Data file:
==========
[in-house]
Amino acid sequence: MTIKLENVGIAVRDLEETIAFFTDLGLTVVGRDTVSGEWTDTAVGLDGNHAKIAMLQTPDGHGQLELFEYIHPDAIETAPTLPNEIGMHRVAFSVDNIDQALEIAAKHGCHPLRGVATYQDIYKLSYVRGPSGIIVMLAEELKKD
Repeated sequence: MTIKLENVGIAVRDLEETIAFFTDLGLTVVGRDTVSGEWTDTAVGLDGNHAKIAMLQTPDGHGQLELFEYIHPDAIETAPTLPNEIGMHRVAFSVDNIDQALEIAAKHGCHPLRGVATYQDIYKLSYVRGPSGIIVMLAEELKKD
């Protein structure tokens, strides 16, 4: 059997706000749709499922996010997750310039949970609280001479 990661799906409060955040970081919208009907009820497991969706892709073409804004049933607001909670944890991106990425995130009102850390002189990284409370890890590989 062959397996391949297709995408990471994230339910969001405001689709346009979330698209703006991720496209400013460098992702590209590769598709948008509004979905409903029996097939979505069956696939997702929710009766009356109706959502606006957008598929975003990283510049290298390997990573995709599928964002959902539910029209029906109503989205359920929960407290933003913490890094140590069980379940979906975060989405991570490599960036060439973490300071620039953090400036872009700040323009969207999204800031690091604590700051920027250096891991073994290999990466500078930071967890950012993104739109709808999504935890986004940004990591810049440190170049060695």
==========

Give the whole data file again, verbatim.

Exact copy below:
[in-house]
Amino acid sequence: MTIKLENVGIAVRDLEETIAFFTDLGLTVVGRDTVSGEWTDTAVGLDGNHAKIAMLQTPDGHGQLELFEYIHPDAIETAPTLPNEIGMHRVAFSVDNIDQALEIAAKHGCHPLRGVATYQDIYKLSYVRGPSGIIVMLAEELKKD
Repeated sequence: MTIKLENVGIAVRDLEETIAFFTDLGLTVVGRDTVSGEWTDTAVGLDGNHAKIAMLQTPDGHGQLELFEYIHPDAIETAPTLPNEIGMHRVAFSVDNIDQALEIAAKHGCHPLRGVATYQDIYKLSYVRGPSGIIVMLAEELKKD
């Protein structure tokens, strides 16, 4: 059997706000749709499922996010997750310039949970609280001479 990661799906409060955040970081919208009907009820497991969706892709073409804004049933607001909670944890991106990425995130009102850390002189990284409370890890590989 062959397996391949297709995408990471994230339910969001405001689709346009979330698209703006991720496209400013460098992702590209590769598709948008509004979905409903029996097939979505069956696939997702929710009766009356109706959502606006957008598929975003990283510049290298390997990573995709599928964002959902539910029209029906109503989205359920929960407290933003913490890094140590069980379940979906975060989405991570490599960036060439973490300071620039953090400036872009700040323009969207999204800031690091604590700051920027250096891991073994290999990466500078930071967890950012993104739109709808999504935890986004940004990591810049440190170049060695």